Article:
Regulatory Update: Labeling Sesame, Are You Prepared?

The Pest Monitor Newsletter

sesame seeds and sesame oil

On April 23, the U.S. Congress passed the FASTER Act of 2021, making the term “Big 8” obsolete. The Act (officially the Food Allergy Safety, Treatment, Education, and Research Act of 2021) expands the definition of major food allergens to include a ninth allergen – sesame, making sesame subject to all allergen food-labeling requirements. The Act also requires the Department of Health and Human Services to report on certain information related to food allergy research and data collection activities to be used in decision making on the potential addition of other allergens to the list. 

In essence, the new law is quite simple: any sesame-containing food that is “introduced or delivered for introduction into interstate commerce on or after January 1, 2023” must be labeled as containing sesame following all current Food Allergen Labeling and Consumer Protection Act (FALCPA) requirements for allergen labeling.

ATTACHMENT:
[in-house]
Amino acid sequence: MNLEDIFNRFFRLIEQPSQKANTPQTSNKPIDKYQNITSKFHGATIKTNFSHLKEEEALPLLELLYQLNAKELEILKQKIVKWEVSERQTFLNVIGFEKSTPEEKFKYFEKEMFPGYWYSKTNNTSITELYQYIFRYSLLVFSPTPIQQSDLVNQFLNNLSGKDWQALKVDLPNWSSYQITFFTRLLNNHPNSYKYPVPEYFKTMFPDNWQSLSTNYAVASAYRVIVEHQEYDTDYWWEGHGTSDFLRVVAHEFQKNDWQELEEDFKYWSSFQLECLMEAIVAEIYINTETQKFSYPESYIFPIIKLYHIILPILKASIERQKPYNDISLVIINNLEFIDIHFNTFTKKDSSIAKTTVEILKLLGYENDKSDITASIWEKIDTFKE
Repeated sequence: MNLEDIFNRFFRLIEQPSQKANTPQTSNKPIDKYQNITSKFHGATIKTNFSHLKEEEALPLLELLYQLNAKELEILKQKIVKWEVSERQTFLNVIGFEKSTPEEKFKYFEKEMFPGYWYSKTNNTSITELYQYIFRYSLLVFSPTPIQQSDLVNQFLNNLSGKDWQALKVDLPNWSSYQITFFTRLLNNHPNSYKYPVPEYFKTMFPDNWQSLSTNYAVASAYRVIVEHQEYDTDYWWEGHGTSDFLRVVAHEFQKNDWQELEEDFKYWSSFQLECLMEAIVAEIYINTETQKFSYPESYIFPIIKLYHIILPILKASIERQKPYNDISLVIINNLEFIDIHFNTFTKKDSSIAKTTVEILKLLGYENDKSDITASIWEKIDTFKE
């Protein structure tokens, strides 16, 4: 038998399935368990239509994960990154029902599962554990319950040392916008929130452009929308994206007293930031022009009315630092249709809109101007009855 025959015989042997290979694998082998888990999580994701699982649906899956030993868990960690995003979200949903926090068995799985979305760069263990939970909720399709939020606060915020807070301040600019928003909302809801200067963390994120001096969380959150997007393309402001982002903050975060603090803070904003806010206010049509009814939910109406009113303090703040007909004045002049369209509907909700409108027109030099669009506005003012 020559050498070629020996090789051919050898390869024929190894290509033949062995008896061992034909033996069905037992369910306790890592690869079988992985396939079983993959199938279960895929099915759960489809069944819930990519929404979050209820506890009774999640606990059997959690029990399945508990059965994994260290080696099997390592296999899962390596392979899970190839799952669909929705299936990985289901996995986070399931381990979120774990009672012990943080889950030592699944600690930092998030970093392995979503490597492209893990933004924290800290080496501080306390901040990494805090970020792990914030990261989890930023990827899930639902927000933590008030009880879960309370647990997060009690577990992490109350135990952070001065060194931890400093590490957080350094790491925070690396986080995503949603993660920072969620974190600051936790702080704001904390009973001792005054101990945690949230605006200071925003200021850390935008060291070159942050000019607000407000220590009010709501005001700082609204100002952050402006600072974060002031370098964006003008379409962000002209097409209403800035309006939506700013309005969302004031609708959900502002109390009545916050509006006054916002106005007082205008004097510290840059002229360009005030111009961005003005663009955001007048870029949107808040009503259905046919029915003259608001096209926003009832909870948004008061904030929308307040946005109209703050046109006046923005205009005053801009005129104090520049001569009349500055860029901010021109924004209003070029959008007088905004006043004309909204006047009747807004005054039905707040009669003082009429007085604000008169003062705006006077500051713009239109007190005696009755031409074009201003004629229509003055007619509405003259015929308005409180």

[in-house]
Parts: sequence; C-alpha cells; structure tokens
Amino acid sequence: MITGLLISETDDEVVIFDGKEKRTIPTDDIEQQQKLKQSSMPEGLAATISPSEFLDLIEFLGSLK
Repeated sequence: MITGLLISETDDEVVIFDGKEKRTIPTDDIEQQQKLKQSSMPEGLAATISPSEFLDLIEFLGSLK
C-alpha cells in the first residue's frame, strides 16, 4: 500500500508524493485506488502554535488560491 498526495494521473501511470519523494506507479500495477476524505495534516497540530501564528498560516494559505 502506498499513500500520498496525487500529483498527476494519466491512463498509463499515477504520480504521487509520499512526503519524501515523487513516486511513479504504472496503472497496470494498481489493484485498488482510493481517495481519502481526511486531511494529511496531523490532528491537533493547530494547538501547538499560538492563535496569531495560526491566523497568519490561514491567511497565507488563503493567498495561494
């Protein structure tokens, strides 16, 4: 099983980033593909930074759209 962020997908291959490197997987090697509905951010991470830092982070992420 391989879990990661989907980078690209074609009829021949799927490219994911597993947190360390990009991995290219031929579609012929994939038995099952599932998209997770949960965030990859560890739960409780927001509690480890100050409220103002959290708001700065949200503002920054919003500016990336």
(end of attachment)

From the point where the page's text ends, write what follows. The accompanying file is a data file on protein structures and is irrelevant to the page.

However, it may not be quite so simple for manufacturers, as sesame has often been simply declared as a spice, flavor, or food containing sesame (e.g., tahini), but it will now need to be specifically called out. This means reassessing most, if not all, of your products; re-connecting with suppliers to determine if sesame is included in any of their provided foods or ingredients; and treating foods that do (or may) contain sesame in the same way as other allergens – separating them, running on separate lines or after non-allergenic foods, etc.

While the industry does have a year and a half to make these changes and have all foods correctly labeled, the industry has only a year and a half to fit in this major overhaul. But with undeclared allergens being the leading cause of FDA recalls for years, the addition of a ninth could be seen as an opportunity to review your complete allergen program and make foods that much safer for consumers.


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